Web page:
SABCS 2020 - COVID-19 aftermath its global disruption in breast cancer care
December 14th 2020
By Wayne Kuznar for oncoXchange
The COVID-19 pandemic has disrupted breast cancer care delivery globally, affecting availability of resources that has resulted in a backlog of cases and the need to adapt treatment protocols to maximize safety. The global experience with breast cancer care during the COVID-19 era was examined in a special session during the virtual 2020 San Antonio Breast Cancer Symposium.
In the early phase of the pandemic, “we all rushed to give more neoadjuvant therapy to patients newly diagnosed who just couldn’t get to the operating room or couldn’t get there safely,” said Lidia Schapira, MD, Stanford University, Stanford, Calif. “We switched to oral medications when we could to avoid having patients travel to infusion units. We increased the interval between treatments…we tried to minimize immune suppression, and all the time working with lean teams as our colleagues are being deployed to help treat patients with COVID.”
In some instances, cancer survivors are having visits converted to telehealth, she said, and their annual mammograms are often delayed or postponed without evidence-based protocols to best deliver their care.
The crisis provides an opportunity to demand extended coverage for telehealth visits, to redesign care in order to deliver compassionate and person-centered care, according to Schapira. “This means making supportive care services evidence-based, accessible, portable, and affordable,” she said.
Felipa Andrale, MD, breast surgeon at Sirio-Libanes Hospital, São Paulo, Brazil, offered the Brazilian experience, noting a decline of up to 80% in the number of screening mammograms starting in March 2020, depending on the region of the country, with the greatest decline observed in São Paulo, followed by a slow recovery. The decline in screening mammography has occurred in both the public and private sector. Major increases in teleconsultations in the private sector in Brazil has also occurred.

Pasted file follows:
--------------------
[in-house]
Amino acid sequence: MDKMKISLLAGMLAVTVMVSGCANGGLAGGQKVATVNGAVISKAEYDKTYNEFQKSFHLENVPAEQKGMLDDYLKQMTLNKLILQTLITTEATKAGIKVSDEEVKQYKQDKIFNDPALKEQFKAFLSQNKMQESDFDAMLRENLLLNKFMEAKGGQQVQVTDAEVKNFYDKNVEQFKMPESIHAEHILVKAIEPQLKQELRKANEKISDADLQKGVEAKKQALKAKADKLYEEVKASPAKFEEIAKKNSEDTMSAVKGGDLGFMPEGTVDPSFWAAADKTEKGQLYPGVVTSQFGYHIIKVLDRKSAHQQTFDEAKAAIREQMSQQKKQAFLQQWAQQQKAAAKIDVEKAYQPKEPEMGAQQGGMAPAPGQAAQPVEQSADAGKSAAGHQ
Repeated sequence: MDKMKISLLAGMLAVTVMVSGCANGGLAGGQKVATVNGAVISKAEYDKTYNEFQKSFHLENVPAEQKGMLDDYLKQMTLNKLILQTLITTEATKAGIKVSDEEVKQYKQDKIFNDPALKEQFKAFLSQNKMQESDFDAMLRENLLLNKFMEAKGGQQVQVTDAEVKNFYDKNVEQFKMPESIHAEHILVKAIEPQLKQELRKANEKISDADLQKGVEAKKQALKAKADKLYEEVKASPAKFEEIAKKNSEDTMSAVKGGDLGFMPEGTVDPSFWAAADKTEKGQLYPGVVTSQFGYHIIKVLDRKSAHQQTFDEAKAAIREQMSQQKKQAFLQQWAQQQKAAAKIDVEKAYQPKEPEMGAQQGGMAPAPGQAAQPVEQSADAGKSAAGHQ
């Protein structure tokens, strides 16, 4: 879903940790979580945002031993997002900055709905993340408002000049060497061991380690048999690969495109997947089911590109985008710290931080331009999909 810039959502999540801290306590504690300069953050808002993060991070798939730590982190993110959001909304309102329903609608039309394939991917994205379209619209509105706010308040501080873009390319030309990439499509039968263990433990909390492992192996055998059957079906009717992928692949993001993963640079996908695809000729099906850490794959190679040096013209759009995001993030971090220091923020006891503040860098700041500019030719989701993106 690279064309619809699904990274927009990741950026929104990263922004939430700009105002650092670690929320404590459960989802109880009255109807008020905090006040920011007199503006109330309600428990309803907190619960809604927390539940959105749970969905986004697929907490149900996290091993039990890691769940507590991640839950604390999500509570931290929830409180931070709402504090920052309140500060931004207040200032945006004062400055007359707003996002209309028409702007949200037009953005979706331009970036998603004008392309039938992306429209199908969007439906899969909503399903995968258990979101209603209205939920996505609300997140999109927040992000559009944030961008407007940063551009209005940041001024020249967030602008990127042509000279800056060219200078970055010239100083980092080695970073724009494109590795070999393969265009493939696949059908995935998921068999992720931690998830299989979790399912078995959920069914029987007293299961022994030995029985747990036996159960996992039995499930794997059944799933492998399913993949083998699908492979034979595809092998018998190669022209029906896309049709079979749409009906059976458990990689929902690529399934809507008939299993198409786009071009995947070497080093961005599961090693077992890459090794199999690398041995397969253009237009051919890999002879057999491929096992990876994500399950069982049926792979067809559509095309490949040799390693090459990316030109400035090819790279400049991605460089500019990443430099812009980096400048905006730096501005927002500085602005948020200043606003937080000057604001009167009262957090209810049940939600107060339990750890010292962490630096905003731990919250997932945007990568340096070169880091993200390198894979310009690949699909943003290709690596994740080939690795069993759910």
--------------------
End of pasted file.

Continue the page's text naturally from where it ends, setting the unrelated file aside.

The total number of lumpectomies and mastectomies performed in Brazil also decreased at an accelerating rate since the start of the pandemic until the summer, said Andrale. As with screening mammograms, surgery rates have recovered slowly but still fall short of the average number of previous years.
A survey of 165 oncologists in Italy, 73% working in breast units, reveals less use of weekly paclitaxel in the neoadjuvant setting since the start of the pandemic (93.9% before vs. 68.5% after), and also a reduction in the use of a dose-dense schedule for anthracycline-based chemotherapy (58.8% before vs. 43.0% after), reported Giuseppe Curigliano, MD, PhD, from the European Institute of Oncology, IRCCS and the University of Milano, Italy.
In the metastatic setting, front-line weekly use of paclitaxel for HER2-positive disease declined from 53.9% before the start of the pandemic to 41.8% after, while the rate of the use of CDK4/6 inhibitors for less aggressive luminal tumors fell from 80.0% to 55.8%, he said.
“There was a significant delay to monitoring patients receiving CDK4/6 inhibitors, assessing response with imaging, and flushing central venous devices, and there was a dramatic reduction in participation in clinical trials,” said Curigliano.
Telemedicine is increasingly being implemented to assure continuity of care.
As a result of the pandemic, a “hub and spoke” strategy for breast surgery has been adopted in Italy, with patients scheduled for surgery in six other breast units being transferred to the University of Milano by direct regional request.
A population-based study in The Netherlands showed an increase in the use of hormonal therapy as initial treatment of stage II and III breast cancer, mainly to enable postponing surgery, following the first outbreak of COVID-19, said Sabine Siesling, PhD, from The Netherlands Comprehensive Cancer Organisation.
At the same time, the use of chemotherapy has declined, probably with the aim to limit hospital visits and the expected higher risk of developing COVID-19 complications.
Mastectomy without breast reconstruction is also more common in stage IV patients during the pandemic compared with data from 2018/2019 in The Netherlands.